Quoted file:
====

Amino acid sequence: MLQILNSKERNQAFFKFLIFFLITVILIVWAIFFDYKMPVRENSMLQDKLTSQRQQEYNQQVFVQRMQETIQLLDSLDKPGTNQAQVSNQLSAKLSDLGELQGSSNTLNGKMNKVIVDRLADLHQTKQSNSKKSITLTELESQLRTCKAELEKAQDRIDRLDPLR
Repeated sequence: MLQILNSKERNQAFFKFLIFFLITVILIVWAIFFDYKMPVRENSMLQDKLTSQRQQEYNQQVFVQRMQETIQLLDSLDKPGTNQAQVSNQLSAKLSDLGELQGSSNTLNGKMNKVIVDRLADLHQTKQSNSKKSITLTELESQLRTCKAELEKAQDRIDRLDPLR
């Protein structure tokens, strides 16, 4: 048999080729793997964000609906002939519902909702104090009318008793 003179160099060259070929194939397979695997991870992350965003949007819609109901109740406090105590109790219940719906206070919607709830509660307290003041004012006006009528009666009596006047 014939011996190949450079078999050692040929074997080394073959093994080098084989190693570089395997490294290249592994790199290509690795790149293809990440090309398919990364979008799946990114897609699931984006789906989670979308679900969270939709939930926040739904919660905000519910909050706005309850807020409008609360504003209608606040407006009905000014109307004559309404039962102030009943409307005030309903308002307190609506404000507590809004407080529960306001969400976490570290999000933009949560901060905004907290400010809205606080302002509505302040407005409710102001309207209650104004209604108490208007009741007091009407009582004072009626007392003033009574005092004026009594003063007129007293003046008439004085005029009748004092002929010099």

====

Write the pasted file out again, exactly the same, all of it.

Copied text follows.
Amino acid sequence: MLQILNSKERNQAFFKFLIFFLITVILIVWAIFFDYKMPVRENSMLQDKLTSQRQQEYNQQVFVQRMQETIQLLDSLDKPGTNQAQVSNQLSAKLSDLGELQGSSNTLNGKMNKVIVDRLADLHQTKQSNSKKSITLTELESQLRTCKAELEKAQDRIDRLDPLR
Repeated sequence: MLQILNSKERNQAFFKFLIFFLITVILIVWAIFFDYKMPVRENSMLQDKLTSQRQQEYNQQVFVQRMQETIQLLDSLDKPGTNQAQVSNQLSAKLSDLGELQGSSNTLNGKMNKVIVDRLADLHQTKQSNSKKSITLTELESQLRTCKAELEKAQDRIDRLDPLR
């Protein structure tokens, strides 16, 4: 048999080729793997964000609906002939519902909702104090009318008793 003179160099060259070929194939397979695997991870992350965003949007819609109901109740406090105590109790219940719906206070919607709830509660307290003041004012006006009528009666009596006047 014939011996190949450079078999050692040929074997080394073959093994080098084989190693570089395997490294290249592994790199290509690795790149293809990440090309398919990364979008799946990114897609699931984006789906989670979308679900969270939709939930926040739904919660905000519910909050706005309850807020409008609360504003209608606040407006009905000014109307004559309404039962102030009943409307005030309903308002307190609506404000507590809004407080529960306001969400976490570290999000933009949560901060905004907290400010809205606080302002509505302040407005409710102001309207209650104004209604108490208007009741007091009407009582004072009626007392003033009574005092004026009594003063007129007293003046008439004085005029009748004092002929010099």